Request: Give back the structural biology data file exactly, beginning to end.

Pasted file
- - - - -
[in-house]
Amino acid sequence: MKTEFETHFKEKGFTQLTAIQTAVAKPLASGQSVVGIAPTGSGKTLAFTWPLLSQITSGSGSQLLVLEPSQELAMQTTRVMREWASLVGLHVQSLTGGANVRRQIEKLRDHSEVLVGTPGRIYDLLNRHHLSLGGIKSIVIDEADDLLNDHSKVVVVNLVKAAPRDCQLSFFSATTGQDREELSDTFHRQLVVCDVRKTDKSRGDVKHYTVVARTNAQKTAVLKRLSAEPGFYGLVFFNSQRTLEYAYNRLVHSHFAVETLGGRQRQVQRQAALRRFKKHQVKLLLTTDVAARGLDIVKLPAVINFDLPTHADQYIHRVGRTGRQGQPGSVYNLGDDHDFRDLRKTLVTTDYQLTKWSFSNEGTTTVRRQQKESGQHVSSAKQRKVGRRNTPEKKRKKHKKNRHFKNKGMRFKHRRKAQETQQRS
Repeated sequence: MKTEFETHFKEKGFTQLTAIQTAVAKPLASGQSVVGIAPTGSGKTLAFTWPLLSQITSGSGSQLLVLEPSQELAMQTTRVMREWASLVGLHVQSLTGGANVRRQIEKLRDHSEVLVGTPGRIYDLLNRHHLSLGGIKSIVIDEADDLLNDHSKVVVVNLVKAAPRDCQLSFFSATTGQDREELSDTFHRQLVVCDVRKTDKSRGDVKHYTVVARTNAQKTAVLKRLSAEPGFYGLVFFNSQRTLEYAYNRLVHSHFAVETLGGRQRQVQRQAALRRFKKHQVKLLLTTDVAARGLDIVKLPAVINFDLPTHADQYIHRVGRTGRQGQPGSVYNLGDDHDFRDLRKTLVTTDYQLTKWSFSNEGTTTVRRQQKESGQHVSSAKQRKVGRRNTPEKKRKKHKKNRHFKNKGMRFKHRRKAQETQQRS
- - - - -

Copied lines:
[in-house]
Amino acid sequence: MKTEFETHFKEKGFTQLTAIQTAVAKPLASGQSVVGIAPTGSGKTLAFTWPLLSQITSGSGSQLLVLEPSQELAMQTTRVMREWASLVGLHVQSLTGGANVRRQIEKLRDHSEVLVGTPGRIYDLLNRHHLSLGGIKSIVIDEADDLLNDHSKVVVVNLVKAAPRDCQLSFFSATTGQDREELSDTFHRQLVVCDVRKTDKSRGDVKHYTVVARTNAQKTAVLKRLSAEPGFYGLVFFNSQRTLEYAYNRLVHSHFAVETLGGRQRQVQRQAALRRFKKHQVKLLLTTDVAARGLDIVKLPAVINFDLPTHADQYIHRVGRTGRQGQPGSVYNLGDDHDFRDLRKTLVTTDYQLTKWSFSNEGTTTVRRQQKESGQHVSSAKQRKVGRRNTPEKKRKKHKKNRHFKNKGMRFKHRRKAQETQQRS
Repeated sequence: MKTEFETHFKEKGFTQLTAIQTAVAKPLASGQSVVGIAPTGSGKTLAFTWPLLSQITSGSGSQLLVLEPSQELAMQTTRVMREWASLVGLHVQSLTGGANVRRQIEKLRDHSEVLVGTPGRIYDLLNRHHLSLGGIKSIVIDEADDLLNDHSKVVVVNLVKAAPRDCQLSFFSATTGQDREELSDTFHRQLVVCDVRKTDKSRGDVKHYTVVARTNAQKTAVLKRLSAEPGFYGLVFFNSQRTLEYAYNRLVHSHFAVETLGGRQRQVQRQAALRRFKKHQVKLLLTTDVAARGLDIVKLPAVINFDLPTHADQYIHRVGRTGRQGQPGSVYNLGDDHDFRDLRKTLVTTDYQLTKWSFSNEGTTTVRRQQKESGQHVSSAKQRKVGRRNTPEKKRKKHKKNRHFKNKGMRFKHRRKAQETQQRS